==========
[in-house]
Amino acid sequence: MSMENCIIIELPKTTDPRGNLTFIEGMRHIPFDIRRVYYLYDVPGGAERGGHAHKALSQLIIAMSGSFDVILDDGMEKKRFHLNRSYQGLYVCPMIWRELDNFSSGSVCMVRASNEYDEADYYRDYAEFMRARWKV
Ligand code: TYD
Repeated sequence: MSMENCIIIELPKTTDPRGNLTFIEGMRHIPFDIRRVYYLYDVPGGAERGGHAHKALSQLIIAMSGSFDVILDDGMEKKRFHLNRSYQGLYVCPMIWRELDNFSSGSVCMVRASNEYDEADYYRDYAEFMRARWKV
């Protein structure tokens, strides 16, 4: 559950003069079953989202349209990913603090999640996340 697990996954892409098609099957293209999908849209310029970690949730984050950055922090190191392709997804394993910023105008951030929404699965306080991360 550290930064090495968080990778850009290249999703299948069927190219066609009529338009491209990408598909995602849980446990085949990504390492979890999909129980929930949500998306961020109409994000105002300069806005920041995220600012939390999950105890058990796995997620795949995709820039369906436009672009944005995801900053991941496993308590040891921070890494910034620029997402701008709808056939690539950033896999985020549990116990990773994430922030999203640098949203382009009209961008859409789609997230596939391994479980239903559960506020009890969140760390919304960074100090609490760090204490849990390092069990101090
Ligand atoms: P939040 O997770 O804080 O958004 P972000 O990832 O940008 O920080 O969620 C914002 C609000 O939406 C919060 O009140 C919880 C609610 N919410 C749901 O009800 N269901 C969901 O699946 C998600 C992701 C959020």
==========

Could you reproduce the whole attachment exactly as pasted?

[in-house]
Amino acid sequence: MSMENCIIIELPKTTDPRGNLTFIEGMRHIPFDIRRVYYLYDVPGGAERGGHAHKALSQLIIAMSGSFDVILDDGMEKKRFHLNRSYQGLYVCPMIWRELDNFSSGSVCMVRASNEYDEADYYRDYAEFMRARWKV
Ligand code: TYD
Repeated sequence: MSMENCIIIELPKTTDPRGNLTFIEGMRHIPFDIRRVYYLYDVPGGAERGGHAHKALSQLIIAMSGSFDVILDDGMEKKRFHLNRSYQGLYVCPMIWRELDNFSSGSVCMVRASNEYDEADYYRDYAEFMRARWKV
């Protein structure tokens, strides 16, 4: 559950003069079953989202349209990913603090999640996340 697990996954892409098609099957293209999908849209310029970690949730984050950055922090190191392709997804394993910023105008951030929404699965306080991360 550290930064090495968080990778850009290249999703299948069927190219066609009529338009491209990408598909995602849980446990085949990504390492979890999909129980929930949500998306961020109409994000105002300069806005920041995220600012939390999950105890058990796995997620795949995709820039369906436009672009944005995801900053991941496993308590040891921070890494910034620029997402701008709808056939690539950033896999985020549990116990990773994430922030999203640098949203382009009209961008859409789609997230596939391994479980239903559960506020009890969140760390919304960074100090609490760090204490849990390092069990101090
Ligand atoms: P939040 O997770 O804080 O958004 P972000 O990832 O940008 O920080 O969620 C914002 C609000 O939406 C919060 O009140 C919880 C609610 N919410 C749901 O009800 N269901 C969901 O699946 C998600 C992701 C959020």